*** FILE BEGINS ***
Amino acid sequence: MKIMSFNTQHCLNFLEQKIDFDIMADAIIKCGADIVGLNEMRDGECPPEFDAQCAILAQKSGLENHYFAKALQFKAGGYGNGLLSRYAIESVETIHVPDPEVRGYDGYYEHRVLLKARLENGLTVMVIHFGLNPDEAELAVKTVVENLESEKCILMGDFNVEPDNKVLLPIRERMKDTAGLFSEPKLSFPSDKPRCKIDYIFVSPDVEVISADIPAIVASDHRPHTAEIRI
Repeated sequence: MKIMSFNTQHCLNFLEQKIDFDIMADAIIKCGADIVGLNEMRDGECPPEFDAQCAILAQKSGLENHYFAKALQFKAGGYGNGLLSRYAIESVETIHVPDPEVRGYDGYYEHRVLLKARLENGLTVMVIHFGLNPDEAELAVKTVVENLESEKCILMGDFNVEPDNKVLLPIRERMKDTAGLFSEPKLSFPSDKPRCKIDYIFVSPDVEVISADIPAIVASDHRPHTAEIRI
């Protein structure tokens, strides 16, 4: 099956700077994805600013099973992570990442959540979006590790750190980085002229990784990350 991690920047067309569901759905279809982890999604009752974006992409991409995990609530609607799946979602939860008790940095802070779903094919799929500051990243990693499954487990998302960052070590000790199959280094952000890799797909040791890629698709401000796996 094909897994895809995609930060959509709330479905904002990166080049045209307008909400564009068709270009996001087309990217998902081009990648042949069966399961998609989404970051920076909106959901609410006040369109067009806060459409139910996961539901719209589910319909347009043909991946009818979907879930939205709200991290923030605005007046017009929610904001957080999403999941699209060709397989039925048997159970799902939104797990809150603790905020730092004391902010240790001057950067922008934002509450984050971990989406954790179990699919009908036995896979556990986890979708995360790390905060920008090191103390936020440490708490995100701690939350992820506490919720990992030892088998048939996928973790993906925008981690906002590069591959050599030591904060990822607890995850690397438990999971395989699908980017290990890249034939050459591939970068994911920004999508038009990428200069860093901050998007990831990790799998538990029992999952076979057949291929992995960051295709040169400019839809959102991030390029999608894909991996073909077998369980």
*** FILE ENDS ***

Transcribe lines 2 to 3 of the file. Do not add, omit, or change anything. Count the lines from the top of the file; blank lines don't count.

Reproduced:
Repeated sequence: MKIMSFNTQHCLNFLEQKIDFDIMADAIIKCGADIVGLNEMRDGECPPEFDAQCAILAQKSGLENHYFAKALQFKAGGYGNGLLSRYAIESVETIHVPDPEVRGYDGYYEHRVLLKARLENGLTVMVIHFGLNPDEAELAVKTVVENLESEKCILMGDFNVEPDNKVLLPIRERMKDTAGLFSEPKLSFPSDKPRCKIDYIFVSPDVEVISADIPAIVASDHRPHTAEIRI
């Protein structure tokens, strides 16, 4: 099956700077994805600013099973992570990442959540979006590790750190980085002229990784990350 991690920047067309569901759905279809982890999604009752974006992409991409995990609530609607799946979602939860008790940095802070779903094919799929500051990243990693499954487990998302960052070590000790199959280094952000890799797909040791890629698709401000796996 094909897994895809995609930060959509709330479905904002990166080049045209307008909400564009068709270009996001087309990217998902081009990648042949069966399961998609989404970051920076909106959901609410006040369109067009806060459409139910996961539901719209589910319909347009043909991946009818979907879930939205709200991290923030605005007046017009929610904001957080999403999941699209060709397989039925048997159970799902939104797990809150603790905020730092004391902010240790001057950067922008934002509450984050971990989406954790179990699919009908036995896979556990986890979708995360790390905060920008090191103390936020440490708490995100701690939350992820506490919720990992030892088998048939996928973790993906925008981690906002590069591959050599030591904060990822607890995850690397438990999971395989699908980017290990890249034939050459591939970068994911920004999508038009990428200069860093901050998007990831990790799998538990029992999952076979057949291929992995960051295709040169400019839809959102991030390029999608894909991996073909077998369980």